# It would be helpful for us to know that the word for peace as used in scripture comes from the Greek ‘eiréné’  (I’reen’nay’) which means one,

Peace, rest, or quietness.  It can also mean wholeness or ‘peace of mind.’ 

(I’m believing that Jesus saying ‘Peace be with you’ was more than a ritual greeting or platitude. It may have helped to settle and calm all the wild emotions that were raging inside of them, that Jesus had to speak Peace to ‘rest to their souls and to lend peace of mind to their hearts.’ And it needed to be shared more than just once! Jesus had to repeat his en-couraging ‘Peace be with You’ more than once … especially so for Thomas who as not present with the disciples when they first heard Jesus’ call to peace.

The reason ‘Peace Be With You’ is much more than a platitude in this scripture is because it helped to transcend the amazing circumstances in hopefully settling down those grief-filled confusing emotions raging within them all.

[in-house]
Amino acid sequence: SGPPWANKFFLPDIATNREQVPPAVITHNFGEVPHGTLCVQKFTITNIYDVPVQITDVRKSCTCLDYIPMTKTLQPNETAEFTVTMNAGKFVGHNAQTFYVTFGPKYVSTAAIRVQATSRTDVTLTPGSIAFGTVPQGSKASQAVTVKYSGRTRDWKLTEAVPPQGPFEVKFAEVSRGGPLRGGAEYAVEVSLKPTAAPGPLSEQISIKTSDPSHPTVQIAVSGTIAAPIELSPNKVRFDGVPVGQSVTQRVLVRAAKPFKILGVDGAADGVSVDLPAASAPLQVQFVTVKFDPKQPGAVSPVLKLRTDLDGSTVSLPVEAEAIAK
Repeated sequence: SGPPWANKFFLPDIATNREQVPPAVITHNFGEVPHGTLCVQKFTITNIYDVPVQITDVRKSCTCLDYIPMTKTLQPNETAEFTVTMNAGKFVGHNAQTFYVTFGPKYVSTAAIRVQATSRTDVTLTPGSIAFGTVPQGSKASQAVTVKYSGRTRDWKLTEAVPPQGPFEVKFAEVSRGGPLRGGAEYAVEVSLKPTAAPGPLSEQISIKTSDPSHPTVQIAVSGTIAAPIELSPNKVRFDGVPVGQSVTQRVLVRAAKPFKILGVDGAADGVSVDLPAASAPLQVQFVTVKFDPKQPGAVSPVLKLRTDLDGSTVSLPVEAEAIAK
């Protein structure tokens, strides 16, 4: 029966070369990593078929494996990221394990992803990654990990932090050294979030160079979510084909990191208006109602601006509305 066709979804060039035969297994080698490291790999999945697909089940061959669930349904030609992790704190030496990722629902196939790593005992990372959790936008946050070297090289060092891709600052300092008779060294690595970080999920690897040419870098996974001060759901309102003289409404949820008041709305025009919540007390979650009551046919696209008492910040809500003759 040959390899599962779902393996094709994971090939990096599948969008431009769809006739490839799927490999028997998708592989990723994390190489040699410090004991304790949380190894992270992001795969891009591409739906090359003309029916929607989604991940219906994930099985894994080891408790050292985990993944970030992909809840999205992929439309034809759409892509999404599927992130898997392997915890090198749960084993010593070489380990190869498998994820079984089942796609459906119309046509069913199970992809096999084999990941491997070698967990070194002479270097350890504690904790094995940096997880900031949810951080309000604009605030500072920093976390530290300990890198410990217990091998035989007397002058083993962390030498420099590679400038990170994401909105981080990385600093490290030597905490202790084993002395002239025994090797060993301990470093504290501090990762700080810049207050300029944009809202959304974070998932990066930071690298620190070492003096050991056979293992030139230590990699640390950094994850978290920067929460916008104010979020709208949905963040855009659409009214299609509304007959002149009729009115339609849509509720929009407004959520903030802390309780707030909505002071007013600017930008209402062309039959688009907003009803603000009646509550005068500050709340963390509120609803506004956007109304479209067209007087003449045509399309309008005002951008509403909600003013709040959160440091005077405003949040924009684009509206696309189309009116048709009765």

# adapted from: “3 Reasons ‘Peace Be With You’ Is Far More Than a Platitude” by Clarence L. Haynes Jr.

  1. JOHN Bennett section +++.   This was skipped for time saving … not used

I have to admit I got a bit Flummoxed this week.  Still am.   Part of my flummoxing was because I had yet another ‘sorta argument’ with my brother who lives in South Carolina.  We’ve been arguing/sorta arguing/disagreeing about things for over 70 years now and some days it doesn’t seem to be getting any easier.  I’ve been so upset by these separations that I finally sat down, got out pencil and paper, did the ole Pro/Con/Line down the center-of-the-page trick, and tried to line-out where the basis of our divide might be.

What I finally began to understand more deeply is that we just plain think and experience life differently … my brother is most always first interested in the facts … or things he interprets as fact.  He’s a numbers person, … an extremely successful businessman who has worked all over the world.  He’s interested in production, products, linear order, directed thinking/chain of command. HMMM. It came to me that my dad was a number’s person and that’s probably why I regularly could become kinda easily out-of-sorts with him as well.